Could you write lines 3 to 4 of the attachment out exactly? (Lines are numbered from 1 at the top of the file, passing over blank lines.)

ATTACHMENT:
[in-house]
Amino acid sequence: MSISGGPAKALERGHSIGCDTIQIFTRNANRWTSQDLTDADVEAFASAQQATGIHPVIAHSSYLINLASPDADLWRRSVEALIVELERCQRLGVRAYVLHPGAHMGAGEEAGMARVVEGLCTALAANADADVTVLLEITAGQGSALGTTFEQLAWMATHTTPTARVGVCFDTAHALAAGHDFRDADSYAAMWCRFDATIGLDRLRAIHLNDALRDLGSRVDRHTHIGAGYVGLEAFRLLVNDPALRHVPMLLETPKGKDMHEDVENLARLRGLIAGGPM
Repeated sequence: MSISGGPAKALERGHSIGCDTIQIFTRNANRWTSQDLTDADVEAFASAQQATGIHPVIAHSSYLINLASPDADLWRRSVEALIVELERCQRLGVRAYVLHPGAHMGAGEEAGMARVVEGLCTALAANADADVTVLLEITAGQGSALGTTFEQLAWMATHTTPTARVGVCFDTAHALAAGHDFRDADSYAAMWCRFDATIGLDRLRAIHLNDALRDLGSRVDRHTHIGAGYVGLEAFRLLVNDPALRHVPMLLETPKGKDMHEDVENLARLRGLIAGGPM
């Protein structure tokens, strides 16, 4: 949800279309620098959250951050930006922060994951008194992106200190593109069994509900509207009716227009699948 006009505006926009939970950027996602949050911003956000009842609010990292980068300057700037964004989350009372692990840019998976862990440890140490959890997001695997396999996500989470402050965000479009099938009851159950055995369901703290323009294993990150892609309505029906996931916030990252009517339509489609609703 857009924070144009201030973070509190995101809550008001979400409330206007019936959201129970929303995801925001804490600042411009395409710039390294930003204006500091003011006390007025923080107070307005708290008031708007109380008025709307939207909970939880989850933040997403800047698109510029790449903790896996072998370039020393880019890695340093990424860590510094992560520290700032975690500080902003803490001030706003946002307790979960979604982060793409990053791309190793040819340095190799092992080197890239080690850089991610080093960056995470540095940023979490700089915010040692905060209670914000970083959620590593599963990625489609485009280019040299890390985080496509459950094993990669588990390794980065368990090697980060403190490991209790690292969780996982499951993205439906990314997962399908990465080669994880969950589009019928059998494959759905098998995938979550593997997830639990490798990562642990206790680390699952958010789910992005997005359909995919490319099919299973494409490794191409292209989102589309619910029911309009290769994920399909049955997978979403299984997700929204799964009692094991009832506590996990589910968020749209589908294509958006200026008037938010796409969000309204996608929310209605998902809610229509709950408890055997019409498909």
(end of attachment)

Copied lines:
Repeated sequence: MSISGGPAKALERGHSIGCDTIQIFTRNANRWTSQDLTDADVEAFASAQQATGIHPVIAHSSYLINLASPDADLWRRSVEALIVELERCQRLGVRAYVLHPGAHMGAGEEAGMARVVEGLCTALAANADADVTVLLEITAGQGSALGTTFEQLAWMATHTTPTARVGVCFDTAHALAAGHDFRDADSYAAMWCRFDATIGLDRLRAIHLNDALRDLGSRVDRHTHIGAGYVGLEAFRLLVNDPALRHVPMLLETPKGKDMHEDVENLARLRGLIAGGPM
């Protein structure tokens, strides 16, 4: 949800279309620098959250951050930006922060994951008194992106200190593109069994509900509207009716227009699948 006009505006926009939970950027996602949050911003956000009842609010990292980068300057700037964004989350009372692990840019998976862990440890140490959890997001695997396999996500989470402050965000479009099938009851159950055995369901703290323009294993990150892609309505029906996931916030990252009517339509489609609703 857009924070144009201030973070509190995101809550008001979400409330206007019936959201129970929303995801925001804490600042411009395409710039390294930003204006500091003011006390007025923080107070307005708290008031708007109380008025709307939207909970939880989850933040997403800047698109510029790449903790896996072998370039020393880019890695340093990424860590510094992560520290700032975690500080902003803490001030706003946002307790979960979604982060793409990053791309190793040819340095190799092992080197890239080690850089991610080093960056995470540095940023979490700089915010040692905060209670914000970083959620590593599963990625489609485009280019040299890390985080496509459950094993990669588990390794980065368990090697980060403190490991209790690292969780996982499951993205439906990314997962399908990465080669994880969950589009019928059998494959759905098998995938979550593997997830639990490798990562642990206790680390699952958010789910992005997005359909995919490319099919299973494409490794191409292209989102589309619910029911309009290769994920399909049955997978979403299984997700929204799964009692094991009832506590996990589910968020749209589908294509958006200026008037938010796409969000309204996608929310209605998902809610229509709950408890055997019409498909």